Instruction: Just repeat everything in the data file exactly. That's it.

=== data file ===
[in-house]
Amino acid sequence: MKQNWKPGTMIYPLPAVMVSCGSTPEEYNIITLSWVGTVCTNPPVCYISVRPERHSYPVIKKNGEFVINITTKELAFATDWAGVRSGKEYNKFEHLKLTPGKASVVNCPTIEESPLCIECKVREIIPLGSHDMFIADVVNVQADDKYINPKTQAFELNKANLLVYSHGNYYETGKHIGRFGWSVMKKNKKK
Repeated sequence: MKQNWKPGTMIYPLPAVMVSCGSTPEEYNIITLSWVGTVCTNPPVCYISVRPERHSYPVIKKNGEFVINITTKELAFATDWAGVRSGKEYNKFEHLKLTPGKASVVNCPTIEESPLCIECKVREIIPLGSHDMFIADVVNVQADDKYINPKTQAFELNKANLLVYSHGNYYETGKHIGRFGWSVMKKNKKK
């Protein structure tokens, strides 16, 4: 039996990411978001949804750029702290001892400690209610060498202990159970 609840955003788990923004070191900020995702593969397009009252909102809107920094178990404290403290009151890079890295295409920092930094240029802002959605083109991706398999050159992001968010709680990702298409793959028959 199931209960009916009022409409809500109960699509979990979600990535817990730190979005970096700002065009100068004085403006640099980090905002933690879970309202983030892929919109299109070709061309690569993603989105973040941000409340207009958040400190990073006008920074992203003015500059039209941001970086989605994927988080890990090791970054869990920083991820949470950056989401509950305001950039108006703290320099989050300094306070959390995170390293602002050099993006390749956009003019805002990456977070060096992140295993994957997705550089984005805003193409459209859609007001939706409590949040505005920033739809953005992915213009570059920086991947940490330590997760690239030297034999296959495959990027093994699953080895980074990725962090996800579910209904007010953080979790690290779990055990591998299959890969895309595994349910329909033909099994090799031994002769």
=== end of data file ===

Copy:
[in-house]
Amino acid sequence: MKQNWKPGTMIYPLPAVMVSCGSTPEEYNIITLSWVGTVCTNPPVCYISVRPERHSYPVIKKNGEFVINITTKELAFATDWAGVRSGKEYNKFEHLKLTPGKASVVNCPTIEESPLCIECKVREIIPLGSHDMFIADVVNVQADDKYINPKTQAFELNKANLLVYSHGNYYETGKHIGRFGWSVMKKNKKK
Repeated sequence: MKQNWKPGTMIYPLPAVMVSCGSTPEEYNIITLSWVGTVCTNPPVCYISVRPERHSYPVIKKNGEFVINITTKELAFATDWAGVRSGKEYNKFEHLKLTPGKASVVNCPTIEESPLCIECKVREIIPLGSHDMFIADVVNVQADDKYINPKTQAFELNKANLLVYSHGNYYETGKHIGRFGWSVMKKNKKK
């Protein structure tokens, strides 16, 4: 039996990411978001949804750029702290001892400690209610060498202990159970 609840955003788990923004070191900020995702593969397009009252909102809107920094178990404290403290009151890079890295295409920092930094240029802002959605083109991706398999050159992001968010709680990702298409793959028959 199931209960009916009022409409809500109960699509979990979600990535817990730190979005970096700002065009100068004085403006640099980090905002933690879970309202983030892929919109299109070709061309690569993603989105973040941000409340207009958040400190990073006008920074992203003015500059039209941001970086989605994927988080890990090791970054869990920083991820949470950056989401509950305001950039108006703290320099989050300094306070959390995170390293602002050099993006390749956009003019805002990456977070060096992140295993994957997705550089984005805003193409459209859609007001939706409590949040505005920033739809953005992915213009570059920086991947940490330590997760690239030297034999296959495959990027093994699953080895980074990725962090996800579910209904007010953080979790690290779990055990591998299959890969895309595994349910329909033909099994090799031994002769």